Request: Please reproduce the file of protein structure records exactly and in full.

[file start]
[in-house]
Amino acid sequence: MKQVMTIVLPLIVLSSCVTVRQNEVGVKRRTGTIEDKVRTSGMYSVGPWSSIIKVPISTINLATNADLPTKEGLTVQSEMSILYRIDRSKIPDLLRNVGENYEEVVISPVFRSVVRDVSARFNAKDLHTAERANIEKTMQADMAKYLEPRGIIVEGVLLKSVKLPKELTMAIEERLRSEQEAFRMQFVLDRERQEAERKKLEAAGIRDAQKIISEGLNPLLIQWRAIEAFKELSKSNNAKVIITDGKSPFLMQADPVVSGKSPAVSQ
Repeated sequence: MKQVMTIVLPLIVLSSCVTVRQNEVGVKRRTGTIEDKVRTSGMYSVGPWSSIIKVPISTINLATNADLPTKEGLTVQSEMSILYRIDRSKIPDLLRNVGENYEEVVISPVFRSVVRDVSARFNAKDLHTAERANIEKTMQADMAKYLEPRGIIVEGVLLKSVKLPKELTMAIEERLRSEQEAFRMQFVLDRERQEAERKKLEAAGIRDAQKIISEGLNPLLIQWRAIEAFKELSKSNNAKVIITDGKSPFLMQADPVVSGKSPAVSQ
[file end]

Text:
[in-house]
Amino acid sequence: MKQVMTIVLPLIVLSSCVTVRQNEVGVKRRTGTIEDKVRTSGMYSVGPWSSIIKVPISTINLATNADLPTKEGLTVQSEMSILYRIDRSKIPDLLRNVGENYEEVVISPVFRSVVRDVSARFNAKDLHTAERANIEKTMQADMAKYLEPRGIIVEGVLLKSVKLPKELTMAIEERLRSEQEAFRMQFVLDRERQEAERKKLEAAGIRDAQKIISEGLNPLLIQWRAIEAFKELSKSNNAKVIITDGKSPFLMQADPVVSGKSPAVSQ
Repeated sequence: MKQVMTIVLPLIVLSSCVTVRQNEVGVKRRTGTIEDKVRTSGMYSVGPWSSIIKVPISTINLATNADLPTKEGLTVQSEMSILYRIDRSKIPDLLRNVGENYEEVVISPVFRSVVRDVSARFNAKDLHTAERANIEKTMQADMAKYLEPRGIIVEGVLLKSVKLPKELTMAIEERLRSEQEAFRMQFVLDRERQEAERKKLEAAGIRDAQKIISEGLNPLLIQWRAIEAFKELSKSNNAKVIITDGKSPFLMQADPVVSGKSPAVSQ